HC Deb 17 May 1944 vol 400 cc162-3
15. Mr. Driberg

asked the Secretary of State for Foreign Affairs if he can make any statement on the amnesties granted to the Polish-Jewish soldiers who were recently court-martialled; if the amnesties amount to complete annulment of the sentences or only to a stay of execution; if they apply also to the three sailors who were arrested simultaneously with the soldiers and to one or two isolated absentees who have been arrested since; and if he has any information showing to what units the men concerned are to be sent for duty.

Mr. Eden

Yes, Sir. On 12th May the President of the Polish Republic signed an amnesty decree relating to a number of military offences, including desertions, committed by members of the Polish Armed Forces prior to May 3rd. I am informed by the Polish Government that the amnesty, in its application to Polish Jewish and other deserters, involves complete annulment of the sentences inflicted on them by court-martial. As regards the third part of the question, the amnesty applies in respect of all offences committed before 3rd May whether or not sentences had been inflicted prior to that date. As regards the last part of the question, I understand that the men have been sent to the central Polish depot and will be posted to units according to their qualifications and to military requirements.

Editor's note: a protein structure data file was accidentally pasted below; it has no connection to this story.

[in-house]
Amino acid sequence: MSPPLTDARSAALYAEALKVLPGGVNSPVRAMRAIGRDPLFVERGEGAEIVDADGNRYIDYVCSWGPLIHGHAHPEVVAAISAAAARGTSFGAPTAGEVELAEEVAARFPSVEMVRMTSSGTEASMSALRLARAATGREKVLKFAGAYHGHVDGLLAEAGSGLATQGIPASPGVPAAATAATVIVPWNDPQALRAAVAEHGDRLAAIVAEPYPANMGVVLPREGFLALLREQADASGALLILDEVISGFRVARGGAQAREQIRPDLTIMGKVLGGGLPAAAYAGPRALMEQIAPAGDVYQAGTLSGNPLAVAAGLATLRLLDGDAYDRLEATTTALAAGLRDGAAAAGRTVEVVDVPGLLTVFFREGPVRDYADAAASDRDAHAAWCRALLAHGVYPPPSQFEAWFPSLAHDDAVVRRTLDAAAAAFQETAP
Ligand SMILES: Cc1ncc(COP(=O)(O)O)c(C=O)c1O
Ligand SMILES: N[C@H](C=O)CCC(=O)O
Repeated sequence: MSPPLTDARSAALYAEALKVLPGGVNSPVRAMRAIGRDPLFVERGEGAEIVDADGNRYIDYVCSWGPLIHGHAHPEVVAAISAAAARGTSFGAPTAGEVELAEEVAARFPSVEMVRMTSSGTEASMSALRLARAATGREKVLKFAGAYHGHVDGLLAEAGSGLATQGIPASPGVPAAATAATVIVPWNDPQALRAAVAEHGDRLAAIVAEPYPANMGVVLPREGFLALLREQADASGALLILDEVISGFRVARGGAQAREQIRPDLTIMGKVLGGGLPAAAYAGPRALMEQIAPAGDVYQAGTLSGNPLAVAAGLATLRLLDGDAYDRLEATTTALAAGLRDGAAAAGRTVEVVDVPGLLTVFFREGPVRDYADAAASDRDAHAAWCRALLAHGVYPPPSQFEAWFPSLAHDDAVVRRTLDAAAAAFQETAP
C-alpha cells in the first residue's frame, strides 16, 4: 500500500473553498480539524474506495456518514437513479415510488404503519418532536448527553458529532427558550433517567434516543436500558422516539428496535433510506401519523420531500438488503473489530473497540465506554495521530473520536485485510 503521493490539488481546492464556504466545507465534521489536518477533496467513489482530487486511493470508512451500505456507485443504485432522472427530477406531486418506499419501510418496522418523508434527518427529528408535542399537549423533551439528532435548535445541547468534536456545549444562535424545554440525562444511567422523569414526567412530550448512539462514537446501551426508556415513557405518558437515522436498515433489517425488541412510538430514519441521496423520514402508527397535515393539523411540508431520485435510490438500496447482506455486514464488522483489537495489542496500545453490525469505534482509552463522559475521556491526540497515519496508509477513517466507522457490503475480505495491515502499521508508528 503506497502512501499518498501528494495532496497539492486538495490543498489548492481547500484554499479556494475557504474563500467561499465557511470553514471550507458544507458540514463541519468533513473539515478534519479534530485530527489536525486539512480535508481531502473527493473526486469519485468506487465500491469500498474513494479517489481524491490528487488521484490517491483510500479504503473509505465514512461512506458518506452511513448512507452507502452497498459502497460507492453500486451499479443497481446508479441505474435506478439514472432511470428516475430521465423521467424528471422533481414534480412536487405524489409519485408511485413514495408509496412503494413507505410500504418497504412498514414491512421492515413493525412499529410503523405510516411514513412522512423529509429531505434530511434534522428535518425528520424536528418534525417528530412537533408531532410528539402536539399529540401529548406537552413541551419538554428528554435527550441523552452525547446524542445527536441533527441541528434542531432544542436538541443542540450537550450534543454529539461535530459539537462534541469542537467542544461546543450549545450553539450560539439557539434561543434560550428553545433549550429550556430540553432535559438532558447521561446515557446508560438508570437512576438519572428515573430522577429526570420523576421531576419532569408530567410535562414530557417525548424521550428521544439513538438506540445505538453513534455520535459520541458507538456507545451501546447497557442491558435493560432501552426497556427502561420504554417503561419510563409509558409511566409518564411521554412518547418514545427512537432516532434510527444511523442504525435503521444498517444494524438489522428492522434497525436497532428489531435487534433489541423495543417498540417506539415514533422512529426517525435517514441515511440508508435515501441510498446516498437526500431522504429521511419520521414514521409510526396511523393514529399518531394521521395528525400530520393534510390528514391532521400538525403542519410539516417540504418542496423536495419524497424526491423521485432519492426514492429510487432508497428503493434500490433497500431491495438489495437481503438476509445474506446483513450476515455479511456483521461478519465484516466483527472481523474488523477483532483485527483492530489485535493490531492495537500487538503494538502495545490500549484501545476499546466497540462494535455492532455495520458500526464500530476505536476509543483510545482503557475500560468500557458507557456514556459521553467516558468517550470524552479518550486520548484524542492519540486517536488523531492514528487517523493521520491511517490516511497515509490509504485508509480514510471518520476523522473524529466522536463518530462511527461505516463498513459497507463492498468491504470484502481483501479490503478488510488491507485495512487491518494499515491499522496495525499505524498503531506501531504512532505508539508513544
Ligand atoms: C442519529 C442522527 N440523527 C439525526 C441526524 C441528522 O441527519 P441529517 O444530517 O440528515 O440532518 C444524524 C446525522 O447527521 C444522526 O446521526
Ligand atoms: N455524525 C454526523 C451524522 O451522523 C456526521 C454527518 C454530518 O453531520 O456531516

I would like to take this opportunity to say that His Majesty's Government warmly welcome the action of the Polish Government in granting this amnesty. I strongly hope that this will mark the close of this unfortunate episode, and that the men affected will now go forward to play their part in the great operations which are impending. I am satisfied that the Polish authorities, for their part, have done and are doing all in their power to stamp out any trace of racial or religious discrimination in the Polish Forces.

Mr. Driberg

While warmly welcoming also this act of just clemency by the Polish authorities, may I ask the right hon. Gentleman whether it would not be rather unfortunate if these men were to be sent back to the same units in which this unhappy situation arose; and, if the Polish authorities, of their own volition, agreed to transfers by individual application to the British Forces, would the British authorities put any obstacle in the way?

Mr. Eden

I have made it quite clear that, in all the circumstances, we are not prepared to accept these men in the British Army.